The defeat of campaign finance reform legislation in the House of Representatives Monday puts an end, for this year at least, to the charade of the political representatives of corporate America pretending that they are outraged and sickened by the dominance of big money in American politics.
The House Republican leadership blocked any vote on the legislation introduced by Republican Christopher Shays and Democrat Martin Meehan which would have placed some restrictions on the flood of money which has driven up the cost of running in US elections to astronomical levels.
A competitive race for a seat in the House of Representatives now costs at least $1 million, and a seat in the US Senate can require, depending on the size of the state, as much as $30 million. In 1996 more than $2.5 billion was expended on campaigns for the presidency, the 435 seats in the House and the 33 seats which were up for election in the US Senate.
The Shays-Meehan bill would have barred so-called soft money contributions, in which contributors give vast sums to state and national party bodies, rather than directly to the candidates themselves. This permits big donors to evade the legal $1,000 limit on contributions to individual candidates.
Similar legislation introduced by Republican John McCain and Democrat Russ Feingold died in the Senate last month after it received only a 51-48 majority, well under the 60 votes required to overcome the filibuster organized by the Republican leadership.
Speaker Newt Gingrich and Majority Leader Richard Armey devised similar parliamentary obstacles in the House after determining that a narrow majority would support the Shays-Meehan bill. A bill was introduced by Republican Bill Thomas as a substitute for Shays-Meehan, barring any vote on the original proposal. The Thomas bill and three related bills were brought up for consideration under a procedure which barred amendments, limited debate to 20 minutes on each side and required a two-thirds majority for passage.
The Thomas bill was voted down overwhelmingly, by 74 to 337, as well as a companion bill which would have required unions to receive written permission from members before making political contributions. Two other bills were adopted with little opposition, one of them slightly tightening the procedure for reporting campaign contributions, the other banning campaign contributions by resident aliens and legal immigrants.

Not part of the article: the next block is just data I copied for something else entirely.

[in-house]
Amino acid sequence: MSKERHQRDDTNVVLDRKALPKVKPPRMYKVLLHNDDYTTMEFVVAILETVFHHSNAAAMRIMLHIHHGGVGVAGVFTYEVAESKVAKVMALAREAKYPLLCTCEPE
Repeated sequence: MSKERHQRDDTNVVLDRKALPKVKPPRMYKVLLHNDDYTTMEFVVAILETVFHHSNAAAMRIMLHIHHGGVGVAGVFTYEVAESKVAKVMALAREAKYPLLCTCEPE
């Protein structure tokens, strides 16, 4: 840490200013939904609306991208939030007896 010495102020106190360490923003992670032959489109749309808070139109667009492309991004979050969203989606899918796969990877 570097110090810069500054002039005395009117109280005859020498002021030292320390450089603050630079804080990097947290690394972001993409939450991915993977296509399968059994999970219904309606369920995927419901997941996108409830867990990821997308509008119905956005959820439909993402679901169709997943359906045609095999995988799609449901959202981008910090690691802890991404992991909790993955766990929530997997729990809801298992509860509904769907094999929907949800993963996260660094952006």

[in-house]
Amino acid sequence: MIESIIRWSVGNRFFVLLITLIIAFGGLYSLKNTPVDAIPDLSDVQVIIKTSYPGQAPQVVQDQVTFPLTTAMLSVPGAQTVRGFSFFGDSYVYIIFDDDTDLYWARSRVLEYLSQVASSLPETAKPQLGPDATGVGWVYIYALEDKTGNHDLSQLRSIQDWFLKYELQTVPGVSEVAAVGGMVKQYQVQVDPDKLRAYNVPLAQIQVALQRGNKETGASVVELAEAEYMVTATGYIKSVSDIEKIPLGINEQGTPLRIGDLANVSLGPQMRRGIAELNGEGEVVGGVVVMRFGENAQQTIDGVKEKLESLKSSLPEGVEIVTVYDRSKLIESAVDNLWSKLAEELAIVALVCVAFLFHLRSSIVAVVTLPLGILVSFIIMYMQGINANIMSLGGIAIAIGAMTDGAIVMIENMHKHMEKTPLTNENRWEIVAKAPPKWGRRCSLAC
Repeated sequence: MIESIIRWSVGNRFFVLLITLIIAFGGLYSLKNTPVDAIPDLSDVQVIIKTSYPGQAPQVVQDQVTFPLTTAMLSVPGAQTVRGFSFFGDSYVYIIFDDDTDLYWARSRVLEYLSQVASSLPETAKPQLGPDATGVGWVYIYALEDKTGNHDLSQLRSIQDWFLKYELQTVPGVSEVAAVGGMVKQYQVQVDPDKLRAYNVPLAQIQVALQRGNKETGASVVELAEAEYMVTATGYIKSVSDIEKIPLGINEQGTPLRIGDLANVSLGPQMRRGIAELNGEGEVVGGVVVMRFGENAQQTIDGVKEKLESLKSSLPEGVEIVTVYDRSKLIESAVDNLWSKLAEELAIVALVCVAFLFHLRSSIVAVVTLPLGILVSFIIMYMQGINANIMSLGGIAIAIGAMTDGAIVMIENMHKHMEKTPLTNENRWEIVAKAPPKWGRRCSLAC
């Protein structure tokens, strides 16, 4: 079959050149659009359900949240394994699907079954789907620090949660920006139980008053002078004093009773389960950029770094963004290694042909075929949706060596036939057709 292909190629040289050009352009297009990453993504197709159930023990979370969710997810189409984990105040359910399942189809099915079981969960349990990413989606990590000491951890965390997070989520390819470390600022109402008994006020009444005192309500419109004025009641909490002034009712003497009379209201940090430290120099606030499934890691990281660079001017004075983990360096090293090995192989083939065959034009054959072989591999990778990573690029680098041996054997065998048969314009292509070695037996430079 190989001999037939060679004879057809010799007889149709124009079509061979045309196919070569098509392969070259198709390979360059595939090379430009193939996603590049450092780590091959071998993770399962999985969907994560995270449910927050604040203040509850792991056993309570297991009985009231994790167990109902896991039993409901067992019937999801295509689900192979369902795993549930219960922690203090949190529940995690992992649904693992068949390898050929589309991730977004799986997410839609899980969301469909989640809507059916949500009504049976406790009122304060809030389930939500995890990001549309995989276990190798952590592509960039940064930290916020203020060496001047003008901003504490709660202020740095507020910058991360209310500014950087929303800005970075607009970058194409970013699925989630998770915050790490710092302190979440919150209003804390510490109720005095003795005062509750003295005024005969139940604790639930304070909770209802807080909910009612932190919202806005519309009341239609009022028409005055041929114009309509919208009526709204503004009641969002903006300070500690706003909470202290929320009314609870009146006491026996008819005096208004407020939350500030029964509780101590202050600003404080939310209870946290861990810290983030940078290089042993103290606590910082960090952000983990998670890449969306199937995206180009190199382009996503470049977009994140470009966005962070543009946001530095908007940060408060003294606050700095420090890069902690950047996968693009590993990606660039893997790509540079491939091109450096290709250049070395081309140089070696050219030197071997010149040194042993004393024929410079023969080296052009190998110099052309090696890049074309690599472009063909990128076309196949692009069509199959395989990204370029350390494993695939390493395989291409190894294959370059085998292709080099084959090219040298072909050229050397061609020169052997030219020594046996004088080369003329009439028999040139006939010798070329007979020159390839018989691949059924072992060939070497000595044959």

The last bill, a reactionary, chauvinist measure inspired by the hue and cry over contributions to the 1996 Clinton-Gore campaign from Asian-Americans, was adopted by an overwhelming bipartisan vote, 369 to 43.
The McCain-Feingold and Shays-Meehan bills have been embraced by the Clinton administration, congressional Democrats, and the AFL-CIO, as a means of reducing the huge fundraising advantage which the Republican Party presently enjoys. For the same reason, the congressional Republicans have worked to torpedo the legislation.
The official campaign finance debate is utterly devoid of principle. Neither side advocates the genuine democratizing of American politics, which would require shattering the effective political monopoly enjoyed by the corporate interests that control both the Democrats and the Republicans.
Even a third capitalist candidate was too much for the Democrats and Republicans in 1996, when they joined forces to exclude billionaire H. Ross Perot from the presidential debates, although he had won 19 million votes in 1992. As for socialist and working class parties, the Democrats and Republicans work hand in hand to keep their left-wing opponents off the ballot, while the media monopolies systematically deny access to anyone who would challenge the corporate consensus.
Nonpartisan groups advocating campaign finance 'reform,' such as Common Cause and the Center for Responsive Politics, are attacking a symptom rather than the underlying disease, seeking to restrict the power of big money in politics while accepting the domination of society as a whole by corporate wealth.
Such measures can have only the most cosmetic of effects under conditions where the entire political system is awash in money. According to a report issued earlier this month, organized lobbying groups, the overwhelming majority of them representing corporate and business interests, spent $1.2 billion annually, or $100 million a month, simply to lobby the 535 members of the House and Senate and the leading officials of the federal bureaucracy. This is on top of the vast sums expended on election campaigns.
Whatever the intentions of their proponents, the proposals for campaign finance 'reform' have become the vehicle for new attacks on democratic rights. Reporting requirements for political campaigns, easily circumvented by corporations and big business parties with large stables of attorneys, have instead been used to harass contributors to socialist and working class campaigns.
Congressional Republicans are proposing new measures to harass Hispanic and Asian-American voters, claiming that there is an epidemic of 'vote fraud' involving undocumented workers going to the polls. And the measures against the use of union money in political campaigns are aimed, not merely against the current AFL-CIO policy of all-out support for the Democrats, but against any political action by the working class outside the existing two-party system.